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Feather looked to be in an excellent spot over the weekend, though a dicey Nexus matchup likely stunted the otherwise strong showing. While most versions are the traditional Boros variant, the Naya version has been making waves in Mythic this week. I would be hesitant to recommend Feather for Magic Fest Denver, as it is a known entity and can struggle against other decks, but this fragility is made up for with powerful interactions.

Season of Growth is the singular reason to play Green, as it represents a weird hybrid of Experimental Frenzy and Feather, the Redeemed. Creating an endless supply of threats and spells is a unique effect to have, but this comes at the cost of including four relatively “do nothing” cards with respect to board state. Season only generates cards if you already have spells and creatures, but it makes these draws more potent.

One change we’ve made that most lists are not on is the decision to play Tocatli Honor Guard in the main deck. While Legion Warboss is excellent against many decks, the abundance of large ground creatures makes me hesitant to register Warboss in the main deck. Instead I play a couple of copies in the sideboard for when you’re on the play, or when you want that extra threat.

Tocatli Honor Guard singlehandedly shuts down Elementals, as they have few ways Game 1 to remove it, and Wildgrowth Walker is a difficult card to overcome. While also a 1/3, this matters less in an era with Chandra’s Spitfire and Ember Hauler, but the relevant body makes it able to interact favorably with most of Mono Red. The final reason to play Tocatli is that it’s a two drop in a deck with a desire to play more early creatures.

Weak against: Nexus, Cavalier of Thorns

Vampires

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One of the more hyped Tribal decks out of Core 2020, Vampires put up two copies into the Top 8 of the recent SCG Open. This is a notable feat, and it is even more telling when you look at the field. Decks certainly weren’t lacking for removal, though the exact configuration of sideboards may have led to a metagame filled with players trying to go over the top.

Esper was an uncommon choice, and this meant that Vampires had only two axes to compete on: Racing, and board control. Most versions opted for Cast Down in the maindeck alongside Vona — supplementing Sorin as ways to remove difficult threats and manage the board. All of these were recogitions of Temur Elementals, while still being flexible against Mono Red.

Still, the common sentiment among sideboards shows a lack of both Tocatli Honor Guard and Cast Down — leaving Vampires quite vulnerable to Mono Red and Mono Blue, and relying on removal to handle Wildgrowth Walker. I would recommend adopting some copies of Tocatli Honor Guard in the sideboard, as well as cards like Cast Down or Fungal Infection against Mono Blue/Mono Red. You want cards that can slow them down, as it lets you buy time for Champion of Dusk or Vona to end the game.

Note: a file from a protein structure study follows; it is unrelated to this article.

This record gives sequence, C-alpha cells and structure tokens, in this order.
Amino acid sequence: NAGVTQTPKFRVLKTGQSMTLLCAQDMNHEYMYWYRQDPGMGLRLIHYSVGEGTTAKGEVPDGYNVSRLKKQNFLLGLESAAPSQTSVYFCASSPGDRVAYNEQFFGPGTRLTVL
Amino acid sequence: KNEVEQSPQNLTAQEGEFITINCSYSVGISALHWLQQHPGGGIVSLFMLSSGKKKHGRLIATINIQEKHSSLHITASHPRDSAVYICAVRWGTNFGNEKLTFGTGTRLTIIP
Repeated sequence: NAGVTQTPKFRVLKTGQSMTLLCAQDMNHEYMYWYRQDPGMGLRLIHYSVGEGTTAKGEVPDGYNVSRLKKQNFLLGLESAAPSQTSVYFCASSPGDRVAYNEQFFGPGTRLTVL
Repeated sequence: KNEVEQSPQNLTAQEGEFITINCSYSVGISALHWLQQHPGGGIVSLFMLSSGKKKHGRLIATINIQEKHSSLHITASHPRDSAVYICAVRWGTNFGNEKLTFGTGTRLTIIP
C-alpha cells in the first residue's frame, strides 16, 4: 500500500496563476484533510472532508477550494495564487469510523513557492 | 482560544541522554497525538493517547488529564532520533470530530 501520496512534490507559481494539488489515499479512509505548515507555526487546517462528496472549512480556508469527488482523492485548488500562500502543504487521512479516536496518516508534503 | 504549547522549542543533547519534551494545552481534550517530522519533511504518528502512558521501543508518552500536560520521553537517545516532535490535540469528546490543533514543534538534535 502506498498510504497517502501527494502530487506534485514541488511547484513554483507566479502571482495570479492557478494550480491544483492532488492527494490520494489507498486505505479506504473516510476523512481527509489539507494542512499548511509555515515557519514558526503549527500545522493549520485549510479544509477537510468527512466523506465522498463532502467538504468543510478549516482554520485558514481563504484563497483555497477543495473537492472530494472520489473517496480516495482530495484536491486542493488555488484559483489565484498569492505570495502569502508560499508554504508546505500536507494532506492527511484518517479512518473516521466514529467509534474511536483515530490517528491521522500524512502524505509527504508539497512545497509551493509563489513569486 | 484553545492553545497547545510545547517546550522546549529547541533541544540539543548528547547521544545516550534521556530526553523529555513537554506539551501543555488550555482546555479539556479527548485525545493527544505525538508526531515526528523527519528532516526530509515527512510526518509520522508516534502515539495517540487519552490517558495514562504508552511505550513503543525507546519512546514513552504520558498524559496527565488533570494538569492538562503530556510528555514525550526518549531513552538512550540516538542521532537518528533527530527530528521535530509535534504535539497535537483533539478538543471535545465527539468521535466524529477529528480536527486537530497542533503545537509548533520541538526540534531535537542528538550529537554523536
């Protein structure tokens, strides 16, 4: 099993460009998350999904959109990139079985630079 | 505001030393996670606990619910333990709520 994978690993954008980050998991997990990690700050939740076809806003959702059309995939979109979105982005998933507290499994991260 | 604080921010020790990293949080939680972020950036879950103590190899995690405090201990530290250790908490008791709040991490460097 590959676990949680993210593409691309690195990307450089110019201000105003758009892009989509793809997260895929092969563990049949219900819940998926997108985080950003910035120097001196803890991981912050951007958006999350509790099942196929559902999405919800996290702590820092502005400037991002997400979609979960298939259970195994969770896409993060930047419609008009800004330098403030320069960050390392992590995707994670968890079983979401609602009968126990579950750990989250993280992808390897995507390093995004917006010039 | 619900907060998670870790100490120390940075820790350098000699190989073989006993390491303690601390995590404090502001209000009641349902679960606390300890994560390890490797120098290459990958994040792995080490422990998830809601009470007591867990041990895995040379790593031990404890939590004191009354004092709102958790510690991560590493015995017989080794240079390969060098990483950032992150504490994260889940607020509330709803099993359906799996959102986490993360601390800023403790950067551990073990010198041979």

Lyra is also a consideration, but it gets hit by Fry and is not a vampire, making it difficult to play. If you’re looking to play Vampires this weekend, you need to focus on fighting against one drops and Teferi. It may also be time to experiment with different versions — Vampire of the Dire Moon and Bloodthirsty Aerialist give the deck an evasive engine that leaves you less vulnerable to sweepers, and can fly over even the likes of Hydroid Krasis.

Weak against: Sweepers, Mono Red, Esper

Temur Elementals

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The defining Midrange deck of last weekend, the Elemental package of Omnath and Risen Reef is too much value for most decks to fight through on a fair axis. Still, players were prepared for the Green menace, as a host of Aether Gust and Cast Downs showed up in force, with the occasional Simic Nexus player going way over the top. Elementals is still in a decent spot this weekend, though as both a known entity and uniquely vulnerable to huge top end plays, Elemental players need to critically evaluate the lists going forward.

The demise of Elementals and the rise of aggro make three important distinctions rise to the top for prepared players this weekend. Firstly, additional removal is needed. Whether in the form of Red kill spells, or a threat like Voracious Hydra, some interaction is necessary. Secondly, Wildgrowth Walker is better than ever in a metagame filled with Mono Blue and Mono Red. Creatures are traditionally difficult for Mono Blue to deal with, and a creature that can race most board states is exceptionally good. Try to find room for the Explore package, or for strong sideboard cards like Shifting Ceratops and Flame Sweep.

Finally, Elementals needs to adapt to potential Command the Dreadhorde and Scapeshift decks, as these archetypes can completely invalidate the value oriented plan of Elementals, and are well suited at managing board states with Nissa. Try to pack some extra countermagic, but be careful of Veil of Summer. Look to Core 2020 for most of your sideboard choices, as a Mono Red, Mono Blue, and Green heavy metagame puts Temur in a unique position to abuse Fry, Shifting Ceratops, and Aether Gust.

While the explore package is less popular than other variants, I recommend it primarily due to the clock it presents. With an aggressive slant, the explore package allows Elementals to play a tempo game post board — instead of having to resolve a four or five drop, you can sit behind a Jadelight Ranger and some counterspells. Keep this play pattern in mind when heading into the weekend, and try to balance the need for synergy with the need for removal.

Weak against: Scapeshift, Nexus


That does it for this week’s Top 5 Decks, and if all goes well we’ll be back next week with our lessons learned from Magic Fest Denver.